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Bradley Associates: Who is to blame for US economic troubles

by jnselscott

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Who is to blame for US economic troubles?




Regarding their economy’s woes, Americans are more likely to point their finger at former President George W. Bush than to their current leader Barack Obama. According to a Gallup report released on Tuesday, half of the participants believe Obama is at least moderately to blame, while two-thirds lay heavy blame on Bush.


The reason simply may be that the big meltdown happened under Bush. Although in 2002 he tried to set tighter controls over Fannie Mae and Freddie Mac, he did not get the Congress green light. Also, Bush deeply embraced deregulation, even if to some extent he was following Bill Clinton’s path. His predecessor was actually the one who signed the 1999 law that allowed commercial banks to carry on other financial activities, like investment banking and insurance. Having said that, Bush was solely responsible of something very rarely seen in History: he charged two wars on the credit card while reducing taxes, twice, at the same time.


Today, the economy is picking up and this indeed seems to be helping Obama. The president’s personal approval ratings are quite steady between 51 and 48%, according to several surveys published last spring by Gallup, CNN and Rasmussen Reports.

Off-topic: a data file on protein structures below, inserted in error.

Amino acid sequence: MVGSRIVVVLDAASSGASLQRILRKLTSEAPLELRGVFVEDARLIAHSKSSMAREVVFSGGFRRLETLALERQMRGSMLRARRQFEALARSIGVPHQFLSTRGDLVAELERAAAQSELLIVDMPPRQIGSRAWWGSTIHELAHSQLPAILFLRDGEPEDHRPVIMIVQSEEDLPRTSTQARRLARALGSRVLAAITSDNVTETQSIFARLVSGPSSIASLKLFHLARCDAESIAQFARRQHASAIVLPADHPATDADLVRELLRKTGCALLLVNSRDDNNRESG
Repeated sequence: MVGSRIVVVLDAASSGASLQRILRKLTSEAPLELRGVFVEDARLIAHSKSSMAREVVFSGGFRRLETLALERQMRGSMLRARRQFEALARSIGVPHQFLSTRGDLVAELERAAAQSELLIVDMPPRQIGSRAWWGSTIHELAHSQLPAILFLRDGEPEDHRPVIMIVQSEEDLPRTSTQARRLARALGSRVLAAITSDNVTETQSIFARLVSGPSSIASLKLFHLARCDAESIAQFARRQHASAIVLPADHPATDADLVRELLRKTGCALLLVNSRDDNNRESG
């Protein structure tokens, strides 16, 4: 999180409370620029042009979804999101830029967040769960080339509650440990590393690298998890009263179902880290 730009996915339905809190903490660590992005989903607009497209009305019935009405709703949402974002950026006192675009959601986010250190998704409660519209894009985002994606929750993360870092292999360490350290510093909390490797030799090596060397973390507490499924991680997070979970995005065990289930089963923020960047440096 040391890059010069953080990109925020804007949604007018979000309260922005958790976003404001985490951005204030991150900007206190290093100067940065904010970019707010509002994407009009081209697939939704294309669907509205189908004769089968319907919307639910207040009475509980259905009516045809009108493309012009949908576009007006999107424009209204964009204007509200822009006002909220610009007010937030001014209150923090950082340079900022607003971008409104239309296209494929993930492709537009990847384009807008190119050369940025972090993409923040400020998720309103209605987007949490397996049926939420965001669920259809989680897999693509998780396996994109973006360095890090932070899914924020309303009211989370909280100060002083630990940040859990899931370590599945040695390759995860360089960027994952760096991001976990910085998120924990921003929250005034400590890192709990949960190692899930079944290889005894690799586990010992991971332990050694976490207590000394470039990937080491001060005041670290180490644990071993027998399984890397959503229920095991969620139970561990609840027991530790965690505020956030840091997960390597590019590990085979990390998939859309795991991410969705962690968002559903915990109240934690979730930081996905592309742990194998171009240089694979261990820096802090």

Overall a number of indicators are improving, like unemployment rate at 7.6%, housing values getting better and gasoline prices going down to a large degree over the last couple of months. As a result, American’s consumer confidence reached its highest level in six years in May, according to the University of Michigan’s Consumer Sentiment Index.


The million-dollar question is if the U.S. economy will still flow without the Fed’s monetary stimulus. The central bank has been buying $85 billion in bonds every month to keep interest rates low and help the economy, but its Chairman Ben Bernanke has already given a warning: they may start slowing the pace later this year and end it entirely around mid-2014 if the American economy gets back on its feet.


Markets are already nervous. We’ll see how this all play with the popularity rates of Barack Obama.


  • shancandony
    Pretty much informative but then again, some do not apply to most cases

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